• In the 25 markets with Local People Meters, adult 18-49 Wednesday results were: “The Tonight Show with Jay Leno,” 0.8/4; "Late Show," 0.5/2; and "Jimmy Kimmel Live," 0.6/3.
 
  • From 12:35-1:05 a.m. ET Wednesday night, ABC's "Nightline" averaged a 1.4/5 in metered-market households and a 0.4/2 in 18-49 in the Local People Meters.
 
  • From 12:35-1:35 a.m. ET, "Late Night with Jimmy Fallon" (1.2/4 in metered-market households) tied CBS's "Late Late Show with Craig Ferguson" (1.2/4).  In the 25 markets with Local People Meters, "Late Night" (0.5/3 in 18-49) topped "Late Late Show" (0.3/2).
 
  • At 1:35 a.m., "Last Call with Carson Daly" averaged a 0.8/3 in metered-market households and a 0.3/3 in adults 18-49 in the 25 markets with local people meters.

Fast Affiliate Ratings: These first national ratings, including demographics, are available at approximately 11 AM (ET) the day after telecast, and are released to subscribing customers daily. These data, from the National People Meter sample, are strictly time-period information, based on the normal broadcast network feed, and include all programming on the affiliated stations, sometimes including network programming, sometimes not. The figures may include stations that did not air the entire network feed, as well as local news breaks or cutaways for local coverage or other programming. Fast Affiliate ratings are not as useful for live programs and are likely to differ significantly from the final results, because the data reflect normal broadcast feed patterns. For example, with a World Series game, Fast Affiliate Ratings would include whatever aired from 8-11PM on affiliates in the Pacific Time Zone, following the live football game, but not game coverage that begins at 5PM PT. The same would be true of Presidential debates as well as live award shows and breaking news reports.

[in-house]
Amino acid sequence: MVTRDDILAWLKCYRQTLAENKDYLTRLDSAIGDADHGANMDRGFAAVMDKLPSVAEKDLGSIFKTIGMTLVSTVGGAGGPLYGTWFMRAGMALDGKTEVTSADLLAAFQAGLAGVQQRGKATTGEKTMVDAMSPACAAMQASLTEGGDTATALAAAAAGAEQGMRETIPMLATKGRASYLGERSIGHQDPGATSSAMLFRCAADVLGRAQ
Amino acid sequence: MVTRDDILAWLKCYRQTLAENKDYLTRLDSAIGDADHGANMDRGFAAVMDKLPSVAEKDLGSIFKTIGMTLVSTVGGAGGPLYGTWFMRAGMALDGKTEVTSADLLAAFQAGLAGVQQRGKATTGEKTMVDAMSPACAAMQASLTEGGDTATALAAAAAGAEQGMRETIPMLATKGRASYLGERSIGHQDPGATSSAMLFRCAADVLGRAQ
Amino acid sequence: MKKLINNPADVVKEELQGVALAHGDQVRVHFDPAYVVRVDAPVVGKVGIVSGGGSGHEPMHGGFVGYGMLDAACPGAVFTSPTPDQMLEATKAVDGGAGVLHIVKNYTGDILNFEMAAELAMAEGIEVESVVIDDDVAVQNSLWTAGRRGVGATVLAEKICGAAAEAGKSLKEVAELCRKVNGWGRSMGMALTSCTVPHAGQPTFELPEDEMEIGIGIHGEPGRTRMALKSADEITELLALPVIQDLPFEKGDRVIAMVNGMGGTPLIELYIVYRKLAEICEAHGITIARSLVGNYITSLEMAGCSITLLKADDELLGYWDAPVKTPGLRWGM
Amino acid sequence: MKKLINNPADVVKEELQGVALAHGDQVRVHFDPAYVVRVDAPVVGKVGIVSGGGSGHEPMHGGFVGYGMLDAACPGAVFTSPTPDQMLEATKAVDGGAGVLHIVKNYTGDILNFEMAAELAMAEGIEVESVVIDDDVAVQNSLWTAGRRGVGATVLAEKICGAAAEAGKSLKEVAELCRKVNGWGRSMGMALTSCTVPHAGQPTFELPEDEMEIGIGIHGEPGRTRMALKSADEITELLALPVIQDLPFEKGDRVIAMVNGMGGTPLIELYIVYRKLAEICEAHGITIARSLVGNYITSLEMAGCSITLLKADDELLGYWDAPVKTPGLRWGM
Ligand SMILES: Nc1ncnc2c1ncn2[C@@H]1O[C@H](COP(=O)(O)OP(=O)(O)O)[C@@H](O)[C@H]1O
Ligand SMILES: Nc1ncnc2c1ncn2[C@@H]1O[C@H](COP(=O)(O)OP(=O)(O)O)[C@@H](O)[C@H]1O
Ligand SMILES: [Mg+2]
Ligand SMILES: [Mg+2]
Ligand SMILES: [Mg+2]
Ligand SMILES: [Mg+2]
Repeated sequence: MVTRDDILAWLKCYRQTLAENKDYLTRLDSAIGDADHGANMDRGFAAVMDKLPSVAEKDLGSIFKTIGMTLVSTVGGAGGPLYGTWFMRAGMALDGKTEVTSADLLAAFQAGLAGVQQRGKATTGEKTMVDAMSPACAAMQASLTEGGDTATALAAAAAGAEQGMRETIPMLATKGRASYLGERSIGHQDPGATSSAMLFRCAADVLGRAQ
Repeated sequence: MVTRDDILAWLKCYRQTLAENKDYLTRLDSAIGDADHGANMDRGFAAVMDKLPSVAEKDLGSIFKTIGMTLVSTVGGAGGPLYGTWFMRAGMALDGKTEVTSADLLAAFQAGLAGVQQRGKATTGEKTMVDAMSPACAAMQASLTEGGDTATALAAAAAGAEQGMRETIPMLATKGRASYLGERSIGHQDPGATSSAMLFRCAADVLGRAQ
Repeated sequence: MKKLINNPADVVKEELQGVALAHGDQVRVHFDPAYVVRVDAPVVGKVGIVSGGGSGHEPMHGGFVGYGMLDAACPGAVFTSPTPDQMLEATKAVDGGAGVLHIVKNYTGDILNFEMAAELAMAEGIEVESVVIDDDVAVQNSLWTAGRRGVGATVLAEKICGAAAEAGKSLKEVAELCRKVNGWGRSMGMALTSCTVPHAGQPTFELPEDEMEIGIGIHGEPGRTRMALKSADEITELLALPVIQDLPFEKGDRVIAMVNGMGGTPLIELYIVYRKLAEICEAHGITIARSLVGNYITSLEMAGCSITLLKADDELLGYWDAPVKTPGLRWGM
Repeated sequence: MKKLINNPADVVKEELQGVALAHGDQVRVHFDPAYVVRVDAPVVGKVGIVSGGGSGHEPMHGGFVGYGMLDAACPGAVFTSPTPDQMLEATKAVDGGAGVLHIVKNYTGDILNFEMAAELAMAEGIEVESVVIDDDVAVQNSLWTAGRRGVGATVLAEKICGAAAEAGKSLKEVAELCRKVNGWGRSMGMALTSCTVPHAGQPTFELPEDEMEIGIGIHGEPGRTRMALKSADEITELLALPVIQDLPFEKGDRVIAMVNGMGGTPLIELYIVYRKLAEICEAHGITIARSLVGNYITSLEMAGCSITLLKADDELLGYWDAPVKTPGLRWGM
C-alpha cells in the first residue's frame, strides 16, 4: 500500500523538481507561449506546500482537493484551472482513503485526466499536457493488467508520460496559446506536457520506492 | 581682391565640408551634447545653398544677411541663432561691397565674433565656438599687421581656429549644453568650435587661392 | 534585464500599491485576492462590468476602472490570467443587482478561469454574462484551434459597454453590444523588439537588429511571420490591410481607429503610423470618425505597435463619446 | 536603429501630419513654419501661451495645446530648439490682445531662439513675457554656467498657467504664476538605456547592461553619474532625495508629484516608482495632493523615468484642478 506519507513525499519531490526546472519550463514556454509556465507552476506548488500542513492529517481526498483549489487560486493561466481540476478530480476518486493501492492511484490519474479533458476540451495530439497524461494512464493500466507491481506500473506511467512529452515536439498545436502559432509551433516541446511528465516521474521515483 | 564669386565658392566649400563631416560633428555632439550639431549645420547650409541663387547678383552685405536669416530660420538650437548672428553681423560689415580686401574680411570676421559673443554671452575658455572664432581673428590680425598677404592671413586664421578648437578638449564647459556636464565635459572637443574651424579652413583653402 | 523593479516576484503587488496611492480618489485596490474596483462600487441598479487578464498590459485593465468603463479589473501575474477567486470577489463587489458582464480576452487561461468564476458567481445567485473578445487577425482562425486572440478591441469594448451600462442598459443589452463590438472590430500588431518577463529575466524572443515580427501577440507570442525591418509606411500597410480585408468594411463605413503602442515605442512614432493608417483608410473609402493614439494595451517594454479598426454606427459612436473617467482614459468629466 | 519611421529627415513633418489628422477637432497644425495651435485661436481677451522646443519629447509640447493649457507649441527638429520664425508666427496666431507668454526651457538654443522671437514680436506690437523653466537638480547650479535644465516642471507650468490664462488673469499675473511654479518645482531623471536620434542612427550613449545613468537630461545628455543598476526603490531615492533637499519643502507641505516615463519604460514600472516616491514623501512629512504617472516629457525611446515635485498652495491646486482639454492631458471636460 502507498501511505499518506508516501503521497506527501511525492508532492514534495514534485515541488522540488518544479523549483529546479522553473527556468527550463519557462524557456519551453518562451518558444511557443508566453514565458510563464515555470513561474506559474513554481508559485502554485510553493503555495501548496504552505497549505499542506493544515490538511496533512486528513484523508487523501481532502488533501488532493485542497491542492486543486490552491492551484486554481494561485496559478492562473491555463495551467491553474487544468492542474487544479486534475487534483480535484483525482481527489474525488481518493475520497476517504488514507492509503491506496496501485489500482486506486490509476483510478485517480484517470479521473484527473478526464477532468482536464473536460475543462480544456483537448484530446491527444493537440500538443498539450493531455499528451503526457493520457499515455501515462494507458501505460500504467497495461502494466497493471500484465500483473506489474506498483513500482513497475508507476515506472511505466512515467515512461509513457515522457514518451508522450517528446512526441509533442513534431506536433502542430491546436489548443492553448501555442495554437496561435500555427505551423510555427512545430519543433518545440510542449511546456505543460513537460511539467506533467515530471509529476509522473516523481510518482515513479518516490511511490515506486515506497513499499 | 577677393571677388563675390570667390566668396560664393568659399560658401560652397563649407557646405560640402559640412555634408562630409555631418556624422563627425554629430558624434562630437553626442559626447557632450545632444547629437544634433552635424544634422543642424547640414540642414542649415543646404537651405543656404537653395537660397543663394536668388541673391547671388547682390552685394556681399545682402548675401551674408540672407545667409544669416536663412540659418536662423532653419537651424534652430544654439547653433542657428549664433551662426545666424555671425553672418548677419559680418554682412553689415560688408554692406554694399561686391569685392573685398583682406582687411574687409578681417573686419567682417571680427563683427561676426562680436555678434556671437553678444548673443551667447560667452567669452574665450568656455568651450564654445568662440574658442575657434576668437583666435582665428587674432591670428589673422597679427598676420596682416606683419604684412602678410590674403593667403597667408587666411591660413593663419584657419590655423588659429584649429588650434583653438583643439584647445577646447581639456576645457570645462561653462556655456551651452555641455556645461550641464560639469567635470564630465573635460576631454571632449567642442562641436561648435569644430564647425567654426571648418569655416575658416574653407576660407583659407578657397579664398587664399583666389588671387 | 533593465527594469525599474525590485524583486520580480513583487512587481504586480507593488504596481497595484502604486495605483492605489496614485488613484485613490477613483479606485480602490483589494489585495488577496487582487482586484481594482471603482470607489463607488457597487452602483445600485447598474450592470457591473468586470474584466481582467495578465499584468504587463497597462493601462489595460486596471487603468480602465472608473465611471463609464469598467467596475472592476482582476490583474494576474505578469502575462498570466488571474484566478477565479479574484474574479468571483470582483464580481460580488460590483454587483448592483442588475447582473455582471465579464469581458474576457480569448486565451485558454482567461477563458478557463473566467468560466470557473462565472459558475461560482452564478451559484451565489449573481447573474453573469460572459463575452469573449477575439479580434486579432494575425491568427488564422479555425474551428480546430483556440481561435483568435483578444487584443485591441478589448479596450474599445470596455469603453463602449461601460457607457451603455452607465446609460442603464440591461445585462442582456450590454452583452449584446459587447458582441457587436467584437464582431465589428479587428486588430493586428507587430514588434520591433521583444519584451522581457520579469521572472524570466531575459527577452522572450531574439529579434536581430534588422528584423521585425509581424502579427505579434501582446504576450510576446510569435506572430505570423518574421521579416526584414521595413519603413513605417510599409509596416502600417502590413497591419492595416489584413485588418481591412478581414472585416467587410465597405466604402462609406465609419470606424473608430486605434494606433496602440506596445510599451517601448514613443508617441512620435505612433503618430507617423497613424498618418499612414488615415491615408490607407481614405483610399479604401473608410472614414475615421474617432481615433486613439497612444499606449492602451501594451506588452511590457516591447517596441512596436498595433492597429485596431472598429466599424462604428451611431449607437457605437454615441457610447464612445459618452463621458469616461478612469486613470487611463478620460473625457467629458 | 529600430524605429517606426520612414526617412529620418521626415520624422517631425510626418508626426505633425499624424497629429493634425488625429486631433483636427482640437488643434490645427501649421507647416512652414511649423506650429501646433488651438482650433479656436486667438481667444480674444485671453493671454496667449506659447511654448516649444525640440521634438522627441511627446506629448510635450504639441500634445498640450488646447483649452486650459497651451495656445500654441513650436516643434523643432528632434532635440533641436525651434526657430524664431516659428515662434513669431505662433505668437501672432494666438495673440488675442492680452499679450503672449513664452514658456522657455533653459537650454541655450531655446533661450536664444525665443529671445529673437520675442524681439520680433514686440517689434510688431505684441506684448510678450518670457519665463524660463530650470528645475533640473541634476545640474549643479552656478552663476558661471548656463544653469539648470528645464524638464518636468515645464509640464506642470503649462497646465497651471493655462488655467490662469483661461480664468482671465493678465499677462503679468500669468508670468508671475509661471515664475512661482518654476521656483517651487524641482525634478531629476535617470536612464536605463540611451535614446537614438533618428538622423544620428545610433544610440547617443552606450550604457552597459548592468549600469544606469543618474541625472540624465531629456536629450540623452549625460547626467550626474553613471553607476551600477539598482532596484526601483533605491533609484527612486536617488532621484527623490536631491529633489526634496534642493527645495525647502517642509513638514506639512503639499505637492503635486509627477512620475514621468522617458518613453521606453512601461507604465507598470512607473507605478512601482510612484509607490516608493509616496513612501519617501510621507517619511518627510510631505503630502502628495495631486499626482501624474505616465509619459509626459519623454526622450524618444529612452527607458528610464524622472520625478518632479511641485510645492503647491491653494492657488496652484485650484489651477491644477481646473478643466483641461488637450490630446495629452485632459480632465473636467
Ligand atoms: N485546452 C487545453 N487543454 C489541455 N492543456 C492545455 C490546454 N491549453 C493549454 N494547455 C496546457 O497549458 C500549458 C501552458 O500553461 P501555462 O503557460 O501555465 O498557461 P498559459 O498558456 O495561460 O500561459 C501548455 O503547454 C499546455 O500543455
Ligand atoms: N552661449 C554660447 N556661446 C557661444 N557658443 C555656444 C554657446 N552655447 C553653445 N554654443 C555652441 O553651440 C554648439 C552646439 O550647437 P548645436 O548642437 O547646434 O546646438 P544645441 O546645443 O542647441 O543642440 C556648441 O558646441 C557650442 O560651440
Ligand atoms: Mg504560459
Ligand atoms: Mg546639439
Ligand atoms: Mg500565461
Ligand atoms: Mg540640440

Rating: Estimated percentage of the universe of TV households (or other specified group) tuned to a program in the average minute. Ratings are expressed as a percent.

Share (of Audience): The percent of households (or persons) using television who are tuned to a specific program, station or network in a specific area at a specific time. (See also, Rating, which represents tuning or viewing as a percent of the entire population being measured.)